NAACP said Rodney Muhammad, who recently promoted an anti-Semitic conspiracy online, will meet with community leaders “open a dialogue.”
The national leadership of the National Association for the Advancement of Colored People (NAACP) rebuked the president of its Philadelphia branch, Rodney Muhammad, but stopped short of firing him, for sharing an anti-Semitic meme a couple weeks ago in defense of black celebrities who have come under fire lately for anti-Semitism.
The NAACP’s leadership was “saddened and deeply disappointed by the harm caused by Mr. Muhammad’s actions” and believed that Muhammad “now recognizes the offensive nature of the imagery and post,” NAACP spokesperson Austyn Ross told The Philadelphia Tribune on Wednesday.
“Hate speech has no place at the NAACP, and such language and imagery are reprehensible,” said Ross, who added that NAACP president Derrick Johnson and Muhammad will meet with faith and community leaders in the coming weeks to “open a dialogue and continue the educational conversations.”
Meanwhile, the Jewish Federation of Greater Philadelphia said on Aug. 2 that it will no longer work with the Philadelphia NAACP as long as Muhammad is there.
“While Mr. Muhammad still has yet to fully apologize for his most recent actions, an examination of the social-media channels maintained by him and the mosque he leads shows an alarming amount of bigoted and anti-Jewish sentiments,” said the Federation in a statement. “While we are willing to engage in dialogue with NAACP national president Derrick Johnson, the Pennsylvania Conference and other local NAACP chapters, our obligation to oppose hate and discrimination will prevent us from working with the Philadelphia chapter while Mr. Muhammad is employed there.”
In his second official statement since the backlash began, Muhammad said on July 30, “I do regret the insult, pain and offense it caused to all, particularly those of the Jewish community by this unfortunate episode. Our aim now is to engage in thoughtful, meaningful and we hope productive dialogue between our communities.”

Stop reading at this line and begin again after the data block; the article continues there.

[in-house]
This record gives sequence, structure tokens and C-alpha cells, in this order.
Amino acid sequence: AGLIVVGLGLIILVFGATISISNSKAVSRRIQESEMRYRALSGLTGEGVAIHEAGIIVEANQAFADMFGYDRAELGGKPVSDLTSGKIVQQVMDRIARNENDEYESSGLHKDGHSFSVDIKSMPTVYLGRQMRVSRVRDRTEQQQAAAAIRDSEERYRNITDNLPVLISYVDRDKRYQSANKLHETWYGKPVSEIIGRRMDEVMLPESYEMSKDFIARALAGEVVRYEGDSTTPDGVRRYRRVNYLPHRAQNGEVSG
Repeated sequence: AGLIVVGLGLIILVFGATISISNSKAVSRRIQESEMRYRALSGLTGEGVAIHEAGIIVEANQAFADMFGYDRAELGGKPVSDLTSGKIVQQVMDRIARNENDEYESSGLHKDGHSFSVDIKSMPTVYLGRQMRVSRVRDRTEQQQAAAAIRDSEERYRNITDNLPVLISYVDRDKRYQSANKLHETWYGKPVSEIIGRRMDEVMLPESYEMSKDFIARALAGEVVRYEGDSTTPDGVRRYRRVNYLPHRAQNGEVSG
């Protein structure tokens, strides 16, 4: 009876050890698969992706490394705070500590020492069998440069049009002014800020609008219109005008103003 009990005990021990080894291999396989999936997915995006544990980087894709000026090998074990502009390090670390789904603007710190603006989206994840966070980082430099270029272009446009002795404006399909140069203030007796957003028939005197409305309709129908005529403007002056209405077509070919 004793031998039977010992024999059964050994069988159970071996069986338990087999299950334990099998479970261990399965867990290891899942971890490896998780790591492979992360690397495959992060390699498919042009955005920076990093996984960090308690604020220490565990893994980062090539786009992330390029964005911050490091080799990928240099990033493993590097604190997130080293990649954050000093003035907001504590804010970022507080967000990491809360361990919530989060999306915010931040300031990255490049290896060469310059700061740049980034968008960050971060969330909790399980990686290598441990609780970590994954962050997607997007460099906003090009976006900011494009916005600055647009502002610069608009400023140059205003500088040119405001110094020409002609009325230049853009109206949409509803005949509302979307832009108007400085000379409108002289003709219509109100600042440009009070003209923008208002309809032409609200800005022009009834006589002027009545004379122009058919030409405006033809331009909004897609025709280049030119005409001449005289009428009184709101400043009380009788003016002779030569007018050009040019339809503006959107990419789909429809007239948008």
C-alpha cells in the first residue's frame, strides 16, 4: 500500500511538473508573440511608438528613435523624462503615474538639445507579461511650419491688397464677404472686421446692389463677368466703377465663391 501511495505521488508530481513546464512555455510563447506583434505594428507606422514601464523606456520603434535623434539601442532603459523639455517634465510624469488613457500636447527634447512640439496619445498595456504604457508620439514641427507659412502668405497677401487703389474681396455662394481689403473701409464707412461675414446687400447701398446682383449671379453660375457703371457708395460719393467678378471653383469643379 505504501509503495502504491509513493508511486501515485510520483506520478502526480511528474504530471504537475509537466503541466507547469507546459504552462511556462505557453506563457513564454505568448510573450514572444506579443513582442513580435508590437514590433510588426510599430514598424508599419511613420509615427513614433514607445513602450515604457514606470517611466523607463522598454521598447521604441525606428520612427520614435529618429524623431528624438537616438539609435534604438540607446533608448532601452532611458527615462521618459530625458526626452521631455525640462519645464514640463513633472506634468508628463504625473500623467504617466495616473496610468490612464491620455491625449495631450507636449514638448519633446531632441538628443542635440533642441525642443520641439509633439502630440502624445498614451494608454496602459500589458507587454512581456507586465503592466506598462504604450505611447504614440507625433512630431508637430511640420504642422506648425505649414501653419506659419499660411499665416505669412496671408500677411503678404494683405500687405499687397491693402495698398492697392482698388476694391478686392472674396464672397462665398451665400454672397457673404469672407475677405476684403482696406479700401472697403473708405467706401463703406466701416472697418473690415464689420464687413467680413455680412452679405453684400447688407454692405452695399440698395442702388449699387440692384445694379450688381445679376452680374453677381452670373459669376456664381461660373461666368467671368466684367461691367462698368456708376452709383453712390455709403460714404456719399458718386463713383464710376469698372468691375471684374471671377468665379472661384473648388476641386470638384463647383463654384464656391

‘They use it as a trick’
On his Facebook page, Rodney Muhammad shared the meme, which has pictures of rapper Ice Cube, Philadelphia Eagles wide receiver DeSean Jackson, and actor/rapper/TV host Nick Cannon—all of whom have lately been accused of anti-Semitism and/or posting anti-Semitic rhetoric—with a caricature below of a Jewish man with a long and crooked nose wearing a kipah that is engraved on the wrist with a large, bejeweled hand pushing down on a group of people.
The meme includes a quote misattributed to the French philosopher Voltaire: “To learn who rules over you, simply find out who you are not allowed to criticize.”
The quote is actually attributed to American neo-Nazi, Holocaust denier and white supremacist Kevin Strom.
The meme suggested that the pushback against Ice Cube, Jackson and Cannon, as well as apologies from the latter two, was part of a controversy orchestrated by Jews.
When contacted by a reporter, Muhammad deleted the post, initially claiming that he didn’t recall sharing it. He eventually acknowledged the meme, but noted that he didn’t know that the image was anti-Semitic, reported local PBS affiliate WHYY.
“To be real honest with you, I didn’t even pay attention to the picture,” he said.
Muhammad, who also goes by “Rodney Carpenter,” did not apologize, instead saying that black people were being silenced by “members of it in agencies with other agendas” that decry anti-Semitism as a way to rebuke people.
“They use it as a trick,” he said. “If you’re in Europe and you criticize any of them like that, or if you’re in America, it’s anti-Semitism.”
Muhammad has praised Nation of Islam leader Louis Farrakhan, who has an extensive history of anti-Jewish rhetoric, on social media.
In a 2012 interview with Loyola University in Chicago, Muhammad slammed the Jewish people for their rebuke of Farrakhan’s statements.
“This is how much they think of themselves, that we’re supposed to [be] prioritizing their concerns before we deal with ours,” he told the interviewer. “What arrogance, man? That’s arrogance!”